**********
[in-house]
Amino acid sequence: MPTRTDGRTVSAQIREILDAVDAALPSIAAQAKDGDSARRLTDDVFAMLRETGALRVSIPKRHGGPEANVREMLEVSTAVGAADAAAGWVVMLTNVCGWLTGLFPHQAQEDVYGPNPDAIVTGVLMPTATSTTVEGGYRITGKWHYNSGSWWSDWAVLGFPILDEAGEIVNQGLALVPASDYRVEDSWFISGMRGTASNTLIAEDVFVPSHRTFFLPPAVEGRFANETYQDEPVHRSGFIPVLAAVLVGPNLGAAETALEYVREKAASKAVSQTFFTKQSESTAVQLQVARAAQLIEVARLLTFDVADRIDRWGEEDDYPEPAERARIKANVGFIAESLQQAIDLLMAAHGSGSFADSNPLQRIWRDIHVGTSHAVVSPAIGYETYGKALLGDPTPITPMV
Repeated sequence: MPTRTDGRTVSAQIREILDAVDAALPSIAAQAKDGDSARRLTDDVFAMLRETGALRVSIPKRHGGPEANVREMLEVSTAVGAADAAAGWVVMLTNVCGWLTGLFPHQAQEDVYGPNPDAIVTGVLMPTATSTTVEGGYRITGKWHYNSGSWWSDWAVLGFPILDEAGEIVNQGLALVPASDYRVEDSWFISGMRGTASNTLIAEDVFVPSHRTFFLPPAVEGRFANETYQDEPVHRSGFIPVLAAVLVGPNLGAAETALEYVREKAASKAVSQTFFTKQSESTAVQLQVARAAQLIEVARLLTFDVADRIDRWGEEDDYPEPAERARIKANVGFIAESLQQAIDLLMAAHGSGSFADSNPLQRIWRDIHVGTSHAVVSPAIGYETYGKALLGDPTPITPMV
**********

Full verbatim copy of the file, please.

[in-house]
Amino acid sequence: MPTRTDGRTVSAQIREILDAVDAALPSIAAQAKDGDSARRLTDDVFAMLRETGALRVSIPKRHGGPEANVREMLEVSTAVGAADAAAGWVVMLTNVCGWLTGLFPHQAQEDVYGPNPDAIVTGVLMPTATSTTVEGGYRITGKWHYNSGSWWSDWAVLGFPILDEAGEIVNQGLALVPASDYRVEDSWFISGMRGTASNTLIAEDVFVPSHRTFFLPPAVEGRFANETYQDEPVHRSGFIPVLAAVLVGPNLGAAETALEYVREKAASKAVSQTFFTKQSESTAVQLQVARAAQLIEVARLLTFDVADRIDRWGEEDDYPEPAERARIKANVGFIAESLQQAIDLLMAAHGSGSFADSNPLQRIWRDIHVGTSHAVVSPAIGYETYGKALLGDPTPITPMV
Repeated sequence: MPTRTDGRTVSAQIREILDAVDAALPSIAAQAKDGDSARRLTDDVFAMLRETGALRVSIPKRHGGPEANVREMLEVSTAVGAADAAAGWVVMLTNVCGWLTGLFPHQAQEDVYGPNPDAIVTGVLMPTATSTTVEGGYRITGKWHYNSGSWWSDWAVLGFPILDEAGEIVNQGLALVPASDYRVEDSWFISGMRGTASNTLIAEDVFVPSHRTFFLPPAVEGRFANETYQDEPVHRSGFIPVLAAVLVGPNLGAAETALEYVREKAASKAVSQTFFTKQSESTAVQLQVARAAQLIEVARLLTFDVADRIDRWGEEDDYPEPAERARIKANVGFIAESLQQAIDLLMAAHGSGSFADSNPLQRIWRDIHVGTSHAVVSPAIGYETYGKALLGDPTPITPMV